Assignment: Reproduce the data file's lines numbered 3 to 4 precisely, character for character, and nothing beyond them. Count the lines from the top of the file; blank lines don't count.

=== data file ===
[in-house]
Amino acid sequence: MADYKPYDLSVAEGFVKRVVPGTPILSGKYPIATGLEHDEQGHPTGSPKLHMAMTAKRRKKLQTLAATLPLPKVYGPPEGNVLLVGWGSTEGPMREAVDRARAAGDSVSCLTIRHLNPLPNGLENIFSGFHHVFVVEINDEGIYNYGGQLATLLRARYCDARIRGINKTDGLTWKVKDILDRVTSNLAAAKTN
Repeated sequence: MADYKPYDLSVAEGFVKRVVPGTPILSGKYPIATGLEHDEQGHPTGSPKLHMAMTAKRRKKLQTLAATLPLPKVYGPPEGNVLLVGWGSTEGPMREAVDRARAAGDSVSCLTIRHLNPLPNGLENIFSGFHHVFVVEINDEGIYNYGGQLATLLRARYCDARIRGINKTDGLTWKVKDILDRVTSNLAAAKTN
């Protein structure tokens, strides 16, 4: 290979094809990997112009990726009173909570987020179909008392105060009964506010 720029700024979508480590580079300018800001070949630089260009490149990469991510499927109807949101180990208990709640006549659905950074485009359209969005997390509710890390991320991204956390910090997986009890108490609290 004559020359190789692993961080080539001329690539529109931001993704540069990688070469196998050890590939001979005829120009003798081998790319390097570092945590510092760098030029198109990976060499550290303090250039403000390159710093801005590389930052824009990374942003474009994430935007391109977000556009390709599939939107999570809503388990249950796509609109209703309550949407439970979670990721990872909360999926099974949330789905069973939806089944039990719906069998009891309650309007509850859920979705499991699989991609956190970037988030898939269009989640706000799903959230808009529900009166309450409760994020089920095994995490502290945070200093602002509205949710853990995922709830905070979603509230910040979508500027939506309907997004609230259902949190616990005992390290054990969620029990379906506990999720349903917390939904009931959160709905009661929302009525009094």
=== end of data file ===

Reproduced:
Repeated sequence: MADYKPYDLSVAEGFVKRVVPGTPILSGKYPIATGLEHDEQGHPTGSPKLHMAMTAKRRKKLQTLAATLPLPKVYGPPEGNVLLVGWGSTEGPMREAVDRARAAGDSVSCLTIRHLNPLPNGLENIFSGFHHVFVVEINDEGIYNYGGQLATLLRARYCDARIRGINKTDGLTWKVKDILDRVTSNLAAAKTN
């Protein structure tokens, strides 16, 4: 290979094809990997112009990726009173909570987020179909008392105060009964506010 720029700024979508480590580079300018800001070949630089260009490149990469991510499927109807949101180990208990709640006549659905950074485009359209969005997390509710890390991320991204956390910090997986009890108490609290 004559020359190789692993961080080539001329690539529109931001993704540069990688070469196998050890590939001979005829120009003798081998790319390097570092945590510092760098030029198109990976060499550290303090250039403000390159710093801005590389930052824009990374942003474009994430935007391109977000556009390709599939939107999570809503388990249950796509609109209703309550949407439970979670990721990872909360999926099974949330789905069973939806089944039990719906069998009891309650309007509850859920979705499991699989991609956190970037988030898939269009989640706000799903959230808009529900009166309450409760994020089920095994995490502290945070200093602002509205949710853990995922709830905070979603509230910040979508500027939506309907997004609230259902949190616990005992390290054990969620029990379906506990999720349903917390939904009931959160709905009661929302009525009094």